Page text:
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Published January 11th, 2016
New Town Hall Theatre Director is Experienced and Ambitious
Susan E. Evans stands in the lobby of Town Hall Theatre. Photo Sophie Braccini

Town Hall Theatre recruited a part-British lover of English language and literature, Susan E. Evans, to lead the next chapter of the history of the venerable local live theater company.
Evans is an experienced artistic director who has led multiple successful seasons in Bay Area theaters. At THT she want to strike a balance between challenging the audience and not pushing so far.
Evans came out to Berkeley from Atlanta in the 1980s to enroll in the American branch of the Drama Studio of London. After a few years trying to make it as an actress, she decided that directing, her first love since college, was her true nature and she has pursued it since in different local settings.
She was the artistic director at the Eastenders Repertory Company in Oakland in the late 1990s and early 2000s. There she started a one-act festival. "There were anywhere from six to 10 plays, on themes such as 100 years of short American plays, European one-acts, or political one-acts. We also did 106 years of comedies," she says.
She was very proud of this program as well as some world premieres that were staged at the Eastenders. Then she became the artistic director at the Douglas Morrison Theater in Hayward that is run by the local park district. This government work setting has plusses and minuses. "On the one end it is subsidized and has a beautiful facility," she says. "On the other hand, you are dealing with a board that's not theater-centric." She is proud of starting a reading series of newer plays in Hayward, a playwriting contest that was very popular and drew some 100 entries from all over the world and a storytelling series that she hopes to bring in Lafayette. "It's a fabulous thing. It is a very different style than acting and draws a different crowd," she says.
The recreation district made the financial decision to repurpose the facility. Evans is still an artistic consultant there, but she looked for a new opportunity. She had heard a lot about THT and knew several people involved, and reached out when she heard of the opening in Lafayette.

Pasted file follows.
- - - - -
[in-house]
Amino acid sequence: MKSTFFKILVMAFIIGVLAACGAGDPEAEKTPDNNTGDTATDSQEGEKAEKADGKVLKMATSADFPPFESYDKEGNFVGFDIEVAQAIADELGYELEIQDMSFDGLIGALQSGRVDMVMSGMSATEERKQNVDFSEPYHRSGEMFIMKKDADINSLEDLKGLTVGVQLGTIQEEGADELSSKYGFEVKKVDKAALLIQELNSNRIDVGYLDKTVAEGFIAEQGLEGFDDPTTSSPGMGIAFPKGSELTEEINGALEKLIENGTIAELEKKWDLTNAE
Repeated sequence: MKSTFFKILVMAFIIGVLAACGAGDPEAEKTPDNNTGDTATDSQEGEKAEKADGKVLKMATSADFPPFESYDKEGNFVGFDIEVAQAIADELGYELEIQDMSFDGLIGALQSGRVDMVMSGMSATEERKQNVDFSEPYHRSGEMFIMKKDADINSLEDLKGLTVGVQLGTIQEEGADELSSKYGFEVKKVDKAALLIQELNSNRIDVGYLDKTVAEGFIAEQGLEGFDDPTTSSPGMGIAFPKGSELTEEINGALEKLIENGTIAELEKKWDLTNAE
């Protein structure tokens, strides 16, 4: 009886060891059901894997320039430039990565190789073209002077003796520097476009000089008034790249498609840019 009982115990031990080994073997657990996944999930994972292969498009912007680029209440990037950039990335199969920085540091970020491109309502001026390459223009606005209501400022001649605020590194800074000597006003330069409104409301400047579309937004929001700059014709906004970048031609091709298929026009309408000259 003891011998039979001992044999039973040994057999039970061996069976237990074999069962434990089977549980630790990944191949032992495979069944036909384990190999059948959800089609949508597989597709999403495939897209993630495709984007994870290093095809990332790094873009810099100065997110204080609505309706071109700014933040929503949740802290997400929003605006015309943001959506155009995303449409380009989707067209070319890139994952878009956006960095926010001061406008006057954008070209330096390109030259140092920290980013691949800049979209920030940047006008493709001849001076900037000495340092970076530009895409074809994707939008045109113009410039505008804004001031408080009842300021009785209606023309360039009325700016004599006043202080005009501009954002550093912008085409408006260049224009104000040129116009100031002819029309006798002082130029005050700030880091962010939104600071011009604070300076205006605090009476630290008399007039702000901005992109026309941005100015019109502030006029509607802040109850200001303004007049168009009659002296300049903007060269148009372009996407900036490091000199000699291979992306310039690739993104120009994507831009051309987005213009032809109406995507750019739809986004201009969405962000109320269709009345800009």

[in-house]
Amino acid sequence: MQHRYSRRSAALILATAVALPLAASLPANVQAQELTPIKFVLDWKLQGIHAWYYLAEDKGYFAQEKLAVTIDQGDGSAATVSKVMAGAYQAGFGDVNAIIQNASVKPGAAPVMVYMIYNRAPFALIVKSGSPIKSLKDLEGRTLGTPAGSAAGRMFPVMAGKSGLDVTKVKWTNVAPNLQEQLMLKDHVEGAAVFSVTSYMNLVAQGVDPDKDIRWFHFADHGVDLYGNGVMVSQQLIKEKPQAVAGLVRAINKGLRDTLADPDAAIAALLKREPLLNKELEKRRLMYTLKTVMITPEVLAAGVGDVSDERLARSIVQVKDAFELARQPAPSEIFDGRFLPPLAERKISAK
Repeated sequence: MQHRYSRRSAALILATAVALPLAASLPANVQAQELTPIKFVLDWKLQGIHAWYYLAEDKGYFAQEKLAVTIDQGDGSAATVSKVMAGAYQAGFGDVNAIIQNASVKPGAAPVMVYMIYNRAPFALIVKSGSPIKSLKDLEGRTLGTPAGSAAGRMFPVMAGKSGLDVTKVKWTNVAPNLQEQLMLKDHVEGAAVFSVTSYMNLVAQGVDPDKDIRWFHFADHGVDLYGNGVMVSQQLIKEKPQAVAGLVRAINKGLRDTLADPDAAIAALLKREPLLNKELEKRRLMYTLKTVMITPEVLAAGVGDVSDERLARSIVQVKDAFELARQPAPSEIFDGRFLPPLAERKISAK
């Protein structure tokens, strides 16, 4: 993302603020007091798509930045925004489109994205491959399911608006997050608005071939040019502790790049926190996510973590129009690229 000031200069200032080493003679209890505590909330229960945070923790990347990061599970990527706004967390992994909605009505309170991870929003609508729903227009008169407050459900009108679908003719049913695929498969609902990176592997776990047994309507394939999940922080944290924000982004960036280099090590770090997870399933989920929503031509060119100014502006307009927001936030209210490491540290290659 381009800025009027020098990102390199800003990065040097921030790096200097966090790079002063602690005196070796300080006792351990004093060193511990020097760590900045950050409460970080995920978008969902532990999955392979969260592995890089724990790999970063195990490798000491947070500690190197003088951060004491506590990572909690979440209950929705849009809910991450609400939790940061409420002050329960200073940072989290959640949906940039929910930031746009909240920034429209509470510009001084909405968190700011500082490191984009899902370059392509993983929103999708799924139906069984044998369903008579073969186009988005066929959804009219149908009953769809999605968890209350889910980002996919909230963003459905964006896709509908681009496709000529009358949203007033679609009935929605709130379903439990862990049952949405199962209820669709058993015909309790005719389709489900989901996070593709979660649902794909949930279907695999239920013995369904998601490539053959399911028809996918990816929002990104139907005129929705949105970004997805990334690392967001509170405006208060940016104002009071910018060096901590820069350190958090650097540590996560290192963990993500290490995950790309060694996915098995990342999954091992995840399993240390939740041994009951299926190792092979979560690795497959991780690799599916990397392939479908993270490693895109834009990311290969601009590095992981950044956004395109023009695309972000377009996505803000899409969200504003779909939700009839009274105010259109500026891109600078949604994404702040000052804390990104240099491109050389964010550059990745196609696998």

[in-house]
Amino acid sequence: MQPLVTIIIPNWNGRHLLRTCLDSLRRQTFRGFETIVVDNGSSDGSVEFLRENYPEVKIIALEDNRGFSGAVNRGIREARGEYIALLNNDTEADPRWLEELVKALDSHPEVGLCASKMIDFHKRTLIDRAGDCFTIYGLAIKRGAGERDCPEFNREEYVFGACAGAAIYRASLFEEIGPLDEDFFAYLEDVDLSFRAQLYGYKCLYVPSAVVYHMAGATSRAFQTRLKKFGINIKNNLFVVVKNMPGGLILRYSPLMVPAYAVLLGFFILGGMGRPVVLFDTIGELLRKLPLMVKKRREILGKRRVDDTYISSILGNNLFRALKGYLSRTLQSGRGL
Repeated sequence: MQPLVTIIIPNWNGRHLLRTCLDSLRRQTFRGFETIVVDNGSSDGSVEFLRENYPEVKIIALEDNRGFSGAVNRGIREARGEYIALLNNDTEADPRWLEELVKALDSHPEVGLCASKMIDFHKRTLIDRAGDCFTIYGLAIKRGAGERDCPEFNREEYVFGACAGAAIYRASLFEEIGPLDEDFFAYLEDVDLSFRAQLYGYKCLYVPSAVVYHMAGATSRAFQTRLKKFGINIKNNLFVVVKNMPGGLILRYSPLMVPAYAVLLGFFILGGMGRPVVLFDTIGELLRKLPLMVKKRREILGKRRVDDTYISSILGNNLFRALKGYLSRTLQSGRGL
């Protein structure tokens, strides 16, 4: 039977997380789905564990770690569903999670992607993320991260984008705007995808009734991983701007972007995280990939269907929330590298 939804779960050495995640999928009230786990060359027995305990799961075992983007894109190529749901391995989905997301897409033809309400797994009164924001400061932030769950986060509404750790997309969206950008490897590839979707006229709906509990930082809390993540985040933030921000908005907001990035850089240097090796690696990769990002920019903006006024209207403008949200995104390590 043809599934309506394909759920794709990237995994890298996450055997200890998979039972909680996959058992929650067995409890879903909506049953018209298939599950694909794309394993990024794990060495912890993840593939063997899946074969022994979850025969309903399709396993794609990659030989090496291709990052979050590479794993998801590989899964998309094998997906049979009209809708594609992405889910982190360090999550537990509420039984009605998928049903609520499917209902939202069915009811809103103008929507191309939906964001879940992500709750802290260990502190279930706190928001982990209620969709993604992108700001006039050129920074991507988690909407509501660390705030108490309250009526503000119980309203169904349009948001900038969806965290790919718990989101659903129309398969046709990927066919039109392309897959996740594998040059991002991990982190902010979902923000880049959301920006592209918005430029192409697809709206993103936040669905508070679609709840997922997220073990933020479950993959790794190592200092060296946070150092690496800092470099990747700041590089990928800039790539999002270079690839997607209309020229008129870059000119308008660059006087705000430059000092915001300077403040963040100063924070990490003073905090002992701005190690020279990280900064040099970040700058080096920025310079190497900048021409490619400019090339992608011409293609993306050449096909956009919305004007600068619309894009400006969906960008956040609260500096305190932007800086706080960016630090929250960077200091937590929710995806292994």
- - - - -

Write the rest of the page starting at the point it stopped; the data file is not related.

She says that THT may look like a small thing, but that it is not. "When you enter those lobby doors, you feel the welcoming and the energy of creativity here," she says. "Whatever is on stage, you want to support the theater and be a part of it." She also noted that since it started 75 years ago the theater has always produced important and thoughtful work. "And the other thing is the fantastic education program! What other place does 'The Pirates of Penzance' and the children dig it!" She says that she will discuss with Director of Education Ginny Wehrmeister about adding adult acting classes and hook the main stage a little more to the education program.
She also feels confident that the THT board is very committed and passionate, making sure that the institution stays fiscally balanced.
As she steps in, Evans is taking over from Suzy Shepard, who was interim director after Joel Roster left. Shepard will stay on board as community engagement specialist. Evans has worked with Shepard and managing director Dennis Markam to put her own touch on the coming season that had already been planned.
"We are looking at a theme that we are calling families-generations," she says, adding that one of the plays is from a Bay Area contemporary playwright. She wants to continue to challenge audiences but not alienate them, offering a palette of plays. She believes that theater is not just about sitting in your seat; live theater is about being impacted as an audience member. Evans is a fan of Brecht and Caryl Churchill, and loves plays that deal with language, but she says that she has to decide what is good in Lamorinda now. She adds that THT has been exploring musicals in recent years and she plan to continue this.
She believes that the Lamorinda audience is ready to hear different voices, and she wants to create balanced seasons with a variety of plays. On a personal note she'd love to feature Dario Fo, Eugäne Ionesco, Anton Chekhov, and her secret dream would be the creation of "Hamlet." In the meantime she is looking forward to "Smokey Joe's CafÇ" opening on March 4 that will explore blues and early rock and roll. More information is available at www.townhalltheatre.com.

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